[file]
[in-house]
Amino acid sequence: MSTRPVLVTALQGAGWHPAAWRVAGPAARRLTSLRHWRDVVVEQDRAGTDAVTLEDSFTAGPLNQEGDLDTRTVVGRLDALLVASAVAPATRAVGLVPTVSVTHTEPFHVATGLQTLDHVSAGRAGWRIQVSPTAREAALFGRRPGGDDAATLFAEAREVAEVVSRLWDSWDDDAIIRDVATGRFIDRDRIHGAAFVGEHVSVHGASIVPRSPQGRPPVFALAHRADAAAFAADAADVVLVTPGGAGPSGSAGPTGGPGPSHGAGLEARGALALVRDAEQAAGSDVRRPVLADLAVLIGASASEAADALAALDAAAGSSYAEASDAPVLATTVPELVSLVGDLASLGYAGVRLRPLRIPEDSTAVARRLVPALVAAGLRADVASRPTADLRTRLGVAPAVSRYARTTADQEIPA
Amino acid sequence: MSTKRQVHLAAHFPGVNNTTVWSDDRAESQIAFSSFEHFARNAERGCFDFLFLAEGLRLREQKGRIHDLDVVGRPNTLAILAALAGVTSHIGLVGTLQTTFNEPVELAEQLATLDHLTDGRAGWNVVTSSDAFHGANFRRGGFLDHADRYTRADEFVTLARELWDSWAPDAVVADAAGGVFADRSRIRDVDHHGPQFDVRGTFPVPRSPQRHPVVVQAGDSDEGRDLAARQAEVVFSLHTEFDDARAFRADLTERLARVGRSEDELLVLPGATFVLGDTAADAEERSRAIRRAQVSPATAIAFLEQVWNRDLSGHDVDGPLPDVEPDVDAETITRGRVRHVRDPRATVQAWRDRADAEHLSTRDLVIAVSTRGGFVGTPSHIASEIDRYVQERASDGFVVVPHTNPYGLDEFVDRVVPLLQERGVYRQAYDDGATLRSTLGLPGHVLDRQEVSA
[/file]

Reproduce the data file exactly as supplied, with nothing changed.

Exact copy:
[in-house]
Amino acid sequence: MSTRPVLVTALQGAGWHPAAWRVAGPAARRLTSLRHWRDVVVEQDRAGTDAVTLEDSFTAGPLNQEGDLDTRTVVGRLDALLVASAVAPATRAVGLVPTVSVTHTEPFHVATGLQTLDHVSAGRAGWRIQVSPTAREAALFGRRPGGDDAATLFAEAREVAEVVSRLWDSWDDDAIIRDVATGRFIDRDRIHGAAFVGEHVSVHGASIVPRSPQGRPPVFALAHRADAAAFAADAADVVLVTPGGAGPSGSAGPTGGPGPSHGAGLEARGALALVRDAEQAAGSDVRRPVLADLAVLIGASASEAADALAALDAAAGSSYAEASDAPVLATTVPELVSLVGDLASLGYAGVRLRPLRIPEDSTAVARRLVPALVAAGLRADVASRPTADLRTRLGVAPAVSRYARTTADQEIPA
Amino acid sequence: MSTKRQVHLAAHFPGVNNTTVWSDDRAESQIAFSSFEHFARNAERGCFDFLFLAEGLRLREQKGRIHDLDVVGRPNTLAILAALAGVTSHIGLVGTLQTTFNEPVELAEQLATLDHLTDGRAGWNVVTSSDAFHGANFRRGGFLDHADRYTRADEFVTLARELWDSWAPDAVVADAAGGVFADRSRIRDVDHHGPQFDVRGTFPVPRSPQRHPVVVQAGDSDEGRDLAARQAEVVFSLHTEFDDARAFRADLTERLARVGRSEDELLVLPGATFVLGDTAADAEERSRAIRRAQVSPATAIAFLEQVWNRDLSGHDVDGPLPDVEPDVDAETITRGRVRHVRDPRATVQAWRDRADAEHLSTRDLVIAVSTRGGFVGTPSHIASEIDRYVQERASDGFVVVPHTNPYGLDEFVDRVVPLLQERGVYRQAYDDGATLRSTLGLPGHVLDRQEVSA